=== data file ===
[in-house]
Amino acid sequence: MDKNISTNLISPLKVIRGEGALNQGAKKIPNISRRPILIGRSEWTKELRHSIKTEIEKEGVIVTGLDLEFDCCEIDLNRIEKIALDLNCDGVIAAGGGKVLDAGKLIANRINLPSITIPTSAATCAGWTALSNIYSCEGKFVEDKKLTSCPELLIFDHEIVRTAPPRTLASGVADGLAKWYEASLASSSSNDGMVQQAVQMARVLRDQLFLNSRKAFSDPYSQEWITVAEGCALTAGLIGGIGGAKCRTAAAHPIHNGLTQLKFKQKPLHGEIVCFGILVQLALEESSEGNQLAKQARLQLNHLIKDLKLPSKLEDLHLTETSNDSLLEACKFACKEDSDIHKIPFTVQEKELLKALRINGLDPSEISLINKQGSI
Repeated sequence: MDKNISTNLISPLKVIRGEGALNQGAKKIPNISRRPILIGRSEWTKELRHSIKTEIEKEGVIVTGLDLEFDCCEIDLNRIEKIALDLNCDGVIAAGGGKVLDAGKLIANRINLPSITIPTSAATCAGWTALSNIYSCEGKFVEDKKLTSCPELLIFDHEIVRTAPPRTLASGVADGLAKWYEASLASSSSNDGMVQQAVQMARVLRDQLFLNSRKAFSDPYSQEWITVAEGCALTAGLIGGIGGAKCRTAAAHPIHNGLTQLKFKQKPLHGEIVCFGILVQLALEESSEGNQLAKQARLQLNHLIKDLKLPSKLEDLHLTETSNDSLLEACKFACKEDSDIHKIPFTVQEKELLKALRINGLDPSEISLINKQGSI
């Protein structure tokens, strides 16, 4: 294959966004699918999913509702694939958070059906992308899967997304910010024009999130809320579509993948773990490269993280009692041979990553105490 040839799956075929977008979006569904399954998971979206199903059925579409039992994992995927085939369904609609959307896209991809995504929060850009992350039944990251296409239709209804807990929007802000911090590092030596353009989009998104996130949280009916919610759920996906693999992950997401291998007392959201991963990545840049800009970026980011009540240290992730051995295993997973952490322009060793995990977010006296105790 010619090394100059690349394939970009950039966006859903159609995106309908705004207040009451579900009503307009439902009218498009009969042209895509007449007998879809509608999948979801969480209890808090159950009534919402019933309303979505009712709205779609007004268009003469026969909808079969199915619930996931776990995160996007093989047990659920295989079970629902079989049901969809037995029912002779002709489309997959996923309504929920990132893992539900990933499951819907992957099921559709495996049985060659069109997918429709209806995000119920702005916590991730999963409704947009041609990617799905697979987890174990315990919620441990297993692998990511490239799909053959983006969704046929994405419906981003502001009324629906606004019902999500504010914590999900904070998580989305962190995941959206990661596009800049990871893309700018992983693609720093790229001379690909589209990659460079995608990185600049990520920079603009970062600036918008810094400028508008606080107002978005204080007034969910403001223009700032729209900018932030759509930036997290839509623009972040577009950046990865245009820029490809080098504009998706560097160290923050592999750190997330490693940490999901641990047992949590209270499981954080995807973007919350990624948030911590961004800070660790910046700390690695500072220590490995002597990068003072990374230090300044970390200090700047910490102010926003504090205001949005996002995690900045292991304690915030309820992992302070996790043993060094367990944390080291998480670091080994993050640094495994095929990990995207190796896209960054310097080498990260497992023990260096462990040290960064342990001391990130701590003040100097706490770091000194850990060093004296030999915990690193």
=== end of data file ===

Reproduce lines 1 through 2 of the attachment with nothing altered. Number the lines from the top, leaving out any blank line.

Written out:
[in-house]
Amino acid sequence: MDKNISTNLISPLKVIRGEGALNQGAKKIPNISRRPILIGRSEWTKELRHSIKTEIEKEGVIVTGLDLEFDCCEIDLNRIEKIALDLNCDGVIAAGGGKVLDAGKLIANRINLPSITIPTSAATCAGWTALSNIYSCEGKFVEDKKLTSCPELLIFDHEIVRTAPPRTLASGVADGLAKWYEASLASSSSNDGMVQQAVQMARVLRDQLFLNSRKAFSDPYSQEWITVAEGCALTAGLIGGIGGAKCRTAAAHPIHNGLTQLKFKQKPLHGEIVCFGILVQLALEESSEGNQLAKQARLQLNHLIKDLKLPSKLEDLHLTETSNDSLLEACKFACKEDSDIHKIPFTVQEKELLKALRINGLDPSEISLINKQGSI